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At first I thought maybe the light breeze we had from Michael had upset your mailbox.

And you gazed at the wreckage in shock and horror.

I read a couple of Buckley’s novels years ago. I cant imagine wanting to read more than two. They are OK. But its not his genre

Fiction is not his genre. I mean, not in comparison with a first-rater like Le Carre.

I have never read any fiction by Buckley. I read Nearer My God once and I don't remember anything about it except that I don't think I found it especially about God, but I might have just forgotten.

I never thought about how ludicrous the use of "resistance" is, but you are right.

I just don't read the sex scenes and just hope they don't happen to say anything that moves the narrative forward. It's irritating.

The only book I took with me on vacation was Walden. I was hoping that this would force me to read it, but I only read about 3 pages. I really do not like Thoreau. I really just wanted to read a novel and there was a novel by John Grisham in the house where I was staying, so I started that. I have never read any of his novels before, but I expected them to be better written than this one is. There are places that are kind of choppy.

You can just say you have a shabby chic mailbox.

Before I met you, I didn't really know anybody who was in the path of hurricanes. Now my sister-and-brother-in-law and their daughter and her children live on the NC coast, and, of course, my granddaughter and her children live in PR. I have come to hate hurricanes.

My SiL had to stay with her niece for about a month. Her house did not have damage, but the area across the street from her was demolished. They couldn't go home because of flooded roads.

Her daughter's family rode out the storm, and didn't have any damage, and were able to take others in. They seem to have helped with rescue work.


Buckley's a significant cultural and political figure, but I don't think of him as a first-rate *writer*.

I've read several of Grisham's. They were all very good stories, but the writing was nothing special. I did appreciate, in one of them, that it dealt with racial stuff in a very realistic way.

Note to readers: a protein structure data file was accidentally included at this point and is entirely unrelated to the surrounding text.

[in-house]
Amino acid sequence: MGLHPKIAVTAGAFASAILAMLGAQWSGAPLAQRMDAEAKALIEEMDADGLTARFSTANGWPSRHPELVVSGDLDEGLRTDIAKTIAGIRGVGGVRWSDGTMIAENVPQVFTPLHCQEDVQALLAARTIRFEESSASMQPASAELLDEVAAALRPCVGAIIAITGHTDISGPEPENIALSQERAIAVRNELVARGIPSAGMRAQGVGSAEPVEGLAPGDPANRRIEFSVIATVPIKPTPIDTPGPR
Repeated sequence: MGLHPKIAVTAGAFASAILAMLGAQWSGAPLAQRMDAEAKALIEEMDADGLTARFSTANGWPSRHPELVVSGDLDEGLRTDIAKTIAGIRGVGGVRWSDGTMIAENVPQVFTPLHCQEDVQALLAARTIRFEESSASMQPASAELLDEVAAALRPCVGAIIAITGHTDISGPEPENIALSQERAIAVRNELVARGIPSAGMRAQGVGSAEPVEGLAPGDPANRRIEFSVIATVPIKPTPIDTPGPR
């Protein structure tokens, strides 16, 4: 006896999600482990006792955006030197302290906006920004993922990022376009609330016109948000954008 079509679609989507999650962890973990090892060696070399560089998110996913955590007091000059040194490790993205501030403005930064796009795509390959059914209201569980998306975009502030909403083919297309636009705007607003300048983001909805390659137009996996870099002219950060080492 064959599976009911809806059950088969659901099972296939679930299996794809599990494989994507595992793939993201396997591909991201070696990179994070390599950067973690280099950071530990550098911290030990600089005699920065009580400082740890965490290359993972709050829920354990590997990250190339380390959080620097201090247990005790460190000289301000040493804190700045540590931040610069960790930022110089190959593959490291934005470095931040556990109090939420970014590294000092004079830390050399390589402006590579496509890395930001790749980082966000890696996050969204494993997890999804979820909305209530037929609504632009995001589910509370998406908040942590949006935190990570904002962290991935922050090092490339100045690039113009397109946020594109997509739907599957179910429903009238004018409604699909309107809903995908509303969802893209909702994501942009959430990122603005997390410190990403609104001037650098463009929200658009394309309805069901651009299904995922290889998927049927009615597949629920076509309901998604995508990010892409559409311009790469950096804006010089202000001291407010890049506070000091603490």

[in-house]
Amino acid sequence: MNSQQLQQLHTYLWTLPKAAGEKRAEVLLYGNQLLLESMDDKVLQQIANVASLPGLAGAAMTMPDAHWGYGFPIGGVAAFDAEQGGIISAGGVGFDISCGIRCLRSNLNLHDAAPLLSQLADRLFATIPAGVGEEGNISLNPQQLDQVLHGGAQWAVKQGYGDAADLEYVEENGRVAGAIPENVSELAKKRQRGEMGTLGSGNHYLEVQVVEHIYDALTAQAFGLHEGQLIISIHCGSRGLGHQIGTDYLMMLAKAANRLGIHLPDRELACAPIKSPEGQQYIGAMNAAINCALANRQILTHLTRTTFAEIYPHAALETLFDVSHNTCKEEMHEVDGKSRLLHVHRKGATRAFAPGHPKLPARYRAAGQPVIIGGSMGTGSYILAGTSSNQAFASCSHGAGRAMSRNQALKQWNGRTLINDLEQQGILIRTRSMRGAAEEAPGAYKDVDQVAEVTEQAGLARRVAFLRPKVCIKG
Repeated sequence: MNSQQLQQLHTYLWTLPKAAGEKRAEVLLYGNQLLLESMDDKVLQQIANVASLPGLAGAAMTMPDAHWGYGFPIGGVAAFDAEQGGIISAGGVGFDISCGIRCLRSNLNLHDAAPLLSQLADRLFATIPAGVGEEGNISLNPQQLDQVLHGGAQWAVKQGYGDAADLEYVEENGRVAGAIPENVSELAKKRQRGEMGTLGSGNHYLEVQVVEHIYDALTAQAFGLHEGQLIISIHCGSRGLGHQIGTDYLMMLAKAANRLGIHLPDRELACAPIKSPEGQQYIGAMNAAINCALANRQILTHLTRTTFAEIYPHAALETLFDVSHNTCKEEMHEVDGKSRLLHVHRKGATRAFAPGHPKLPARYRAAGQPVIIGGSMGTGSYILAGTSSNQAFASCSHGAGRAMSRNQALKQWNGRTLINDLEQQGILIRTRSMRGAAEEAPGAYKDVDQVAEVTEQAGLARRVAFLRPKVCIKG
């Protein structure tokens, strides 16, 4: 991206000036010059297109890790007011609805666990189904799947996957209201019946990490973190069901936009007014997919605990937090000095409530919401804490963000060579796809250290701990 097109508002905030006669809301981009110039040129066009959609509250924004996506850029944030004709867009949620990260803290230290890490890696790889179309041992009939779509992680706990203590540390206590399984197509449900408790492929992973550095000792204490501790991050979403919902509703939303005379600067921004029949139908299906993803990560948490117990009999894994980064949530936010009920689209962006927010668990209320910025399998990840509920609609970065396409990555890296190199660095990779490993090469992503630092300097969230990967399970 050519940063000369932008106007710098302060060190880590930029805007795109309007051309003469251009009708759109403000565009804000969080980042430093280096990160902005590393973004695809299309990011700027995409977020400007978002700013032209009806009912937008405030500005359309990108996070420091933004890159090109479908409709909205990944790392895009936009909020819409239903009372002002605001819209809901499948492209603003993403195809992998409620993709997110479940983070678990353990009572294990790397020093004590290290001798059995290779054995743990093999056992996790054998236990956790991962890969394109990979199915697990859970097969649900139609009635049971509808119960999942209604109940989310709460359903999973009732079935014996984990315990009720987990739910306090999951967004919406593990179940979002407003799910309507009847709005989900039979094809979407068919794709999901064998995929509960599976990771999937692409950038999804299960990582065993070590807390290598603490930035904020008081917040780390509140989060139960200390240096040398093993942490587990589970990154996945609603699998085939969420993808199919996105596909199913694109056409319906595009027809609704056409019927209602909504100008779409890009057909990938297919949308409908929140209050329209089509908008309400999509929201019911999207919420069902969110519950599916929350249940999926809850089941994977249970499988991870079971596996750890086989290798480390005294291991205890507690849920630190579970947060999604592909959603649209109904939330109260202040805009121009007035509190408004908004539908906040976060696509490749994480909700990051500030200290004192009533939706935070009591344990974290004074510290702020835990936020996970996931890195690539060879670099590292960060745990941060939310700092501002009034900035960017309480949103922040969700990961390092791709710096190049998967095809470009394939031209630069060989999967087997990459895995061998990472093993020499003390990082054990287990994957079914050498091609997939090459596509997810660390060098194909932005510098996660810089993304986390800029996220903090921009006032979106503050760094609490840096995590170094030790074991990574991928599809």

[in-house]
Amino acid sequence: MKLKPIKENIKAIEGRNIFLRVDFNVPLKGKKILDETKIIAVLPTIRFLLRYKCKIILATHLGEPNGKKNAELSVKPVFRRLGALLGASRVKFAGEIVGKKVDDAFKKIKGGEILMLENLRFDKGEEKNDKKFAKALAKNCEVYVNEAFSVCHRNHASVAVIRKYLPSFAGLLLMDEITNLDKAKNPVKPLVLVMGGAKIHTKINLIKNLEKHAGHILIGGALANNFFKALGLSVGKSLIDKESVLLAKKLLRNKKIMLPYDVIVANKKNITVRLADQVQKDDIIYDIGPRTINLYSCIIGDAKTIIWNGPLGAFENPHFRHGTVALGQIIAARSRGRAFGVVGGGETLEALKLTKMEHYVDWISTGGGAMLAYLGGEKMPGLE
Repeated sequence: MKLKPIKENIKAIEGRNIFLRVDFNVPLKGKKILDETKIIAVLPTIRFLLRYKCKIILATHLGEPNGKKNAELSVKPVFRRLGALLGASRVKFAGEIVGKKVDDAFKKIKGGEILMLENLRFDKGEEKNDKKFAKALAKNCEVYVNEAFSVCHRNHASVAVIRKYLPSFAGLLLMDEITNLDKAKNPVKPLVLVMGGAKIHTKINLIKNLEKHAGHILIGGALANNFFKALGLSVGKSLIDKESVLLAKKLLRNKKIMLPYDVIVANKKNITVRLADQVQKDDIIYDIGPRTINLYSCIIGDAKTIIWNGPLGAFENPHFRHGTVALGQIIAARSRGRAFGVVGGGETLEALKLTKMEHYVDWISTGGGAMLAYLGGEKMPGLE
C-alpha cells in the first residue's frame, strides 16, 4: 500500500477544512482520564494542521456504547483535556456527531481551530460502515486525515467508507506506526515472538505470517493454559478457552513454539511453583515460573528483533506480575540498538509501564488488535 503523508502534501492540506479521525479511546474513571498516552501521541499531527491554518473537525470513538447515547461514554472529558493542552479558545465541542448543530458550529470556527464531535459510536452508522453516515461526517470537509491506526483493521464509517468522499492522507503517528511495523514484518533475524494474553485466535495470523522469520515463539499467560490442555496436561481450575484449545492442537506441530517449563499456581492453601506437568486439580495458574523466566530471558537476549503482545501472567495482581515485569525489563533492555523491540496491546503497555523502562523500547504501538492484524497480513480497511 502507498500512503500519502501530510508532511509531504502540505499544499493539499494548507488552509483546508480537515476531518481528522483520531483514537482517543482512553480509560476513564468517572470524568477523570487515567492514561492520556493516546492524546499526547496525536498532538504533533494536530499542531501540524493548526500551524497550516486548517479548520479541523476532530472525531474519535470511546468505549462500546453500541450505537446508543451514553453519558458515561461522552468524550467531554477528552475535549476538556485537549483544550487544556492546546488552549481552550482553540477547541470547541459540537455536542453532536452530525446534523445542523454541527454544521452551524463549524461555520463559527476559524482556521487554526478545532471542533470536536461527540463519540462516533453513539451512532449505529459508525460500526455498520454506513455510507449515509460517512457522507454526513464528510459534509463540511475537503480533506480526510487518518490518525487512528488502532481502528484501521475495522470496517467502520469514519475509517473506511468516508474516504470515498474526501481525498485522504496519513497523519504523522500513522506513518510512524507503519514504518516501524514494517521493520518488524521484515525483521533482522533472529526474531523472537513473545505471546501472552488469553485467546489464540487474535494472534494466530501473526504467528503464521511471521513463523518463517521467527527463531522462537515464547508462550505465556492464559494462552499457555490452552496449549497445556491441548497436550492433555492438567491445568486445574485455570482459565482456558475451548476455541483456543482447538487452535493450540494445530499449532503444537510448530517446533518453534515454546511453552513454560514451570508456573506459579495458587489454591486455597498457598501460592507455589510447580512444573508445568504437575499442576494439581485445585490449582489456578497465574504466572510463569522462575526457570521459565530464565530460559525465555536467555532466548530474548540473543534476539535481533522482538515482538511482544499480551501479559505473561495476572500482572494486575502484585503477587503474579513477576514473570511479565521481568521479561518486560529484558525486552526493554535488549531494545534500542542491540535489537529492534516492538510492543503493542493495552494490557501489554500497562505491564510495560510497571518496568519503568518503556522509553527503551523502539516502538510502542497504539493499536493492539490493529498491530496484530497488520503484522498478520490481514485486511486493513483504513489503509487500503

When I see "#resistance" and the like I think "drama queen" and the like.

Not-too-bad hurricanes and near misses can make you blase about them. Which can be a big mistake. But--I'm hearing the usual "I don't feel sorry for anybody who didn't evacuate " stuff. And that decision is just not as straightforward as it looks. Not everybody has a place to go, or can afford to live in a hotel for weeks until the roads are open again. And usually by the time it's perfectly clear whether or not you should leave it's too late to change your mind.

Anyway, it's a wonder more people weren't killed by this one.


"Best to just close the bedroom door, making sure, if you think it necessary, that the reader knows it's happening, then leave it behind that door."

This is one of the things I appreciate about Mark Helprin. Despite being very much a "modern" writer in most ways, he never lingers over the sex stuff. Or the violent stuff either, for that matter. In both cases you always know what's happening but there's never any lurid quality to it.

I was supposed to go to Panama City, FL in a couple of weeks for a meeting. But apparently it was badly hit by Hurricane Michael, so the meeting has been moved down the coast a hundred miles or so. I may still fly through Panama City, and so have a chance to see the aftermath.

I doubt many meetings are happening in PC right now, apart from workers discussing what to do and how to do it. Mexico Beach, about 20m east of PC, was apparently the most devastated.

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